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The National Union of Ghana Students (NUGS), has received with appreciation, the decision of the Colleges of Education Teachers Association of Ghana (CETAG) calling off it's one-month-old strike action.
The strike call off brings to the teacher trainee and all Ghanaian students some amount of relieve, especially that which is needed to boost the psychological and academic welfare of the Ghanaian teacher trainee.
CETAG, having been aggrieved by issues such as failure of government to pay them their Interim Market Premiums and Book and Research Allowance went on a strike, which led to the indefinite shutting down of all 46 Colleges of Education in Ghana after the strike had gone beyond the 21-day threshold.
Since then, various stakeholders like the Ministry of Employment and Labour Relations, Ministry of Education, Fair Wages and Salaries Commission, National Council on Tertiary Education (NCTE), Teacher Trainees Association of Ghana (TTAG) and the striking union CETAG have had series of engagements to amicably reach consensus to enable academic work progress.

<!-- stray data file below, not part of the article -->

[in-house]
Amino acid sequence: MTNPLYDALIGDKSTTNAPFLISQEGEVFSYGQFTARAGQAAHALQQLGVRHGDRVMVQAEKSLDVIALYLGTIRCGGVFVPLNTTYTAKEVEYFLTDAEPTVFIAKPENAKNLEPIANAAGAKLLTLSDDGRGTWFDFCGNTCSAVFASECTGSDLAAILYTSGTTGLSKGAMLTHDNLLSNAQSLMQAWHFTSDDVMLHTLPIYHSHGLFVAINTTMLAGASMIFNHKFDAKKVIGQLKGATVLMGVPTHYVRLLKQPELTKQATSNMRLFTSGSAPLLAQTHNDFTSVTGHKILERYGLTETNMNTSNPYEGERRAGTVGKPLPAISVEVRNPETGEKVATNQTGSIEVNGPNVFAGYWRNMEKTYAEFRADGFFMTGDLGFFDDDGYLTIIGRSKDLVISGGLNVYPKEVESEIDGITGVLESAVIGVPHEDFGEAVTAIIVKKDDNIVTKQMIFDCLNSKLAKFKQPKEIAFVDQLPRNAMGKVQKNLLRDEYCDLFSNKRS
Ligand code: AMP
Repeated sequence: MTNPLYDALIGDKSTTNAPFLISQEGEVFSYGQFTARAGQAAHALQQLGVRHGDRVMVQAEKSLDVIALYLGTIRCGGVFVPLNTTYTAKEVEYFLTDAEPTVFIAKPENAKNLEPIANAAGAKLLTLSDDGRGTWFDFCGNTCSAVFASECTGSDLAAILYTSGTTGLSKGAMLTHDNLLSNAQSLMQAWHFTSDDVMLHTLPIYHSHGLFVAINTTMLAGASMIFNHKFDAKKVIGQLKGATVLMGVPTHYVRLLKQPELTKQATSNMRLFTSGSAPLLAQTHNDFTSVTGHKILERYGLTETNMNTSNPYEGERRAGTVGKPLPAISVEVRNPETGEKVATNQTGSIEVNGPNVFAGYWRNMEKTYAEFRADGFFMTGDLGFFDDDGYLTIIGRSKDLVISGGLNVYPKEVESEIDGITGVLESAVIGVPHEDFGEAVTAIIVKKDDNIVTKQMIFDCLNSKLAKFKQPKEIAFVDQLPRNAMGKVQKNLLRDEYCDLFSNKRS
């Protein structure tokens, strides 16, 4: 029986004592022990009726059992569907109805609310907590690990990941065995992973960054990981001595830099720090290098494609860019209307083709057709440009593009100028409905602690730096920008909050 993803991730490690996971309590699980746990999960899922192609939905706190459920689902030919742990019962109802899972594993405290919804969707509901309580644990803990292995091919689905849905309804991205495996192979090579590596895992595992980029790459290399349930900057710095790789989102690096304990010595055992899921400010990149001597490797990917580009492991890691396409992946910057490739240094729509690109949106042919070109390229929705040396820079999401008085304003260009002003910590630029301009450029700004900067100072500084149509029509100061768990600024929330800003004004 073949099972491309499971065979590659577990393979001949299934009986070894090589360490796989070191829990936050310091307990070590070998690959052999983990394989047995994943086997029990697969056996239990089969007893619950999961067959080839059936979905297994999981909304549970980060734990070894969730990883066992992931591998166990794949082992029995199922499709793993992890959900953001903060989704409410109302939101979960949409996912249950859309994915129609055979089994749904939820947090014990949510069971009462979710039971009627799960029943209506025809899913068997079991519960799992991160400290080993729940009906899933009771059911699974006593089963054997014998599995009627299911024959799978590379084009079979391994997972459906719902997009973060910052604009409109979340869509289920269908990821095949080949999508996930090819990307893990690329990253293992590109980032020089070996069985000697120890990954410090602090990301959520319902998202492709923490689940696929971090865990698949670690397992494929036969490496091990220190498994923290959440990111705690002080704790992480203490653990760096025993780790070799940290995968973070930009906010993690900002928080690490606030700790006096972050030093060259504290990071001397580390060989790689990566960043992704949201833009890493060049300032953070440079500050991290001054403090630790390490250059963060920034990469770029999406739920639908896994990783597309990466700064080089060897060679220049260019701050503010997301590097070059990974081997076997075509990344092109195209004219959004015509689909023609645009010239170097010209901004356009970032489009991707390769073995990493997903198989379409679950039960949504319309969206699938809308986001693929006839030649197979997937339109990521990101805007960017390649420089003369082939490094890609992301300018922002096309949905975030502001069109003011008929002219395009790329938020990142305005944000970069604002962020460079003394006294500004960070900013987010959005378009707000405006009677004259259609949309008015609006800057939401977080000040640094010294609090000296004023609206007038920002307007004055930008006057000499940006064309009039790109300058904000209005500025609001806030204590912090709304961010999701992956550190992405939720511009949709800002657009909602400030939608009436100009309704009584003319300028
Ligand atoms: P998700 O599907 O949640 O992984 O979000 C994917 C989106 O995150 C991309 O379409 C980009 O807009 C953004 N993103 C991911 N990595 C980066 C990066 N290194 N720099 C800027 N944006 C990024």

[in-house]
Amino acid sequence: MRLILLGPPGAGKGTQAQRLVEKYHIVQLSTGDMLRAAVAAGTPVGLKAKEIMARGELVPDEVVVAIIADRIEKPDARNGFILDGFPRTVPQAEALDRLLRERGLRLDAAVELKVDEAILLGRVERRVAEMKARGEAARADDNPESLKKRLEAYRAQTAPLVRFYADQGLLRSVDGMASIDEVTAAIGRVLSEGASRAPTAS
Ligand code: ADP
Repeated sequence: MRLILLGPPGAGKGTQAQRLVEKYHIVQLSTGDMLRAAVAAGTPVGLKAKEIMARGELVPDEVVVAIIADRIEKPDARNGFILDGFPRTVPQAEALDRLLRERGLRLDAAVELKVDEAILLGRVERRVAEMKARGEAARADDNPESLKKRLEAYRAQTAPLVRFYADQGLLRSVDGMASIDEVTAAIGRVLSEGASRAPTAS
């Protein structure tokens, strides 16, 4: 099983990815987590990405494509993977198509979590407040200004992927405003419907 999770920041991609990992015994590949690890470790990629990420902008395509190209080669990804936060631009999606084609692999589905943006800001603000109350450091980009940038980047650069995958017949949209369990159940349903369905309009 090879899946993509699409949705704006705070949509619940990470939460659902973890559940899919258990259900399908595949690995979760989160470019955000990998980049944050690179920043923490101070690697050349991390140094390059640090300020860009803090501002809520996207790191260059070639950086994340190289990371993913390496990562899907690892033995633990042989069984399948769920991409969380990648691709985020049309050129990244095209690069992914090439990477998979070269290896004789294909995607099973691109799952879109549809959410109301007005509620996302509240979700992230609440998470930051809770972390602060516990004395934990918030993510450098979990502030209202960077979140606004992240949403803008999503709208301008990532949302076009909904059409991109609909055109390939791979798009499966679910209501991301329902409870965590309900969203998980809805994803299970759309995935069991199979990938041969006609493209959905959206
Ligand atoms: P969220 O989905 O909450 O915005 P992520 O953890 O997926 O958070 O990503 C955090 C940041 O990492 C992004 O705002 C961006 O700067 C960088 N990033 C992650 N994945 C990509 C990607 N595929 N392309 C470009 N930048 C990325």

Finally, CETAG has called off it's one-month-old strike action which we all accept hindered the academic work of students of the Colleges of Education.
NUGS has noted with keen interest proceedings leading to the call off of strike and the expectations of CETAG especially regarding the commencement of negotiations with the National Labour Commission (NLC) and other bodies.
Nathan Ohene Gyan, National Secretary of CETAG expressed that, "the resumption of work is to pave way for the commencement of negotiations as directed by the NLC".
NUGS, therefore, believe that, in the absence of proper negotiation agreements, there is yet a greater leaning of CETAG revisiting their strike action. This should not be allowed to repeat itself.
Noting the above, NUGS urges all parties involved in this negotiation process to think positively about the teacher trainee (ie. the student) first before any other action. We additionally urge government machinery involved in this negotiation to make appreciative efforts in honouring a larger part of the demands of CETAG so as to foster accord.
Notably, government should heed positively to the demand that, "they (CETAG) are now equal to their colleagues in other public tertiary institutions since the colleges were upgraded to tertiary status, and so they must earn same benefits".
NUGS also urges CETAG and NCTE to make consideration on the academic calendar of the colleges of education to the academic advantage of the trainee teachers. NUGS continues to urge TTAG of a continued support in delivering the mandate of students service.
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